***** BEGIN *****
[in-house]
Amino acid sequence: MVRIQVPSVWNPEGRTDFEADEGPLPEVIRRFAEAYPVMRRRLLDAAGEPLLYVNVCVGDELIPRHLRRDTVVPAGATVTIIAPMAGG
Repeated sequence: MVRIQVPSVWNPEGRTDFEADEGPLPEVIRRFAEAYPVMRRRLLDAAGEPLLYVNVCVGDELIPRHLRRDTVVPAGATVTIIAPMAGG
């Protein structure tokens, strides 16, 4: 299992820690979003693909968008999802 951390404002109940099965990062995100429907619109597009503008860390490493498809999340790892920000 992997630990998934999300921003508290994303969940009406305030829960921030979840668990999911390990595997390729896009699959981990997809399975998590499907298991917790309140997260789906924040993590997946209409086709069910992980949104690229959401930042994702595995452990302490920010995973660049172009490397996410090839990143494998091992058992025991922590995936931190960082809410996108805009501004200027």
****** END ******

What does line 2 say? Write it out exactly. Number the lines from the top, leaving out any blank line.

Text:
Amino acid sequence: MVRIQVPSVWNPEGRTDFEADEGPLPEVIRRFAEAYPVMRRRLLDAAGEPLLYVNVCVGDELIPRHLRRDTVVPAGATVTIIAPMAGG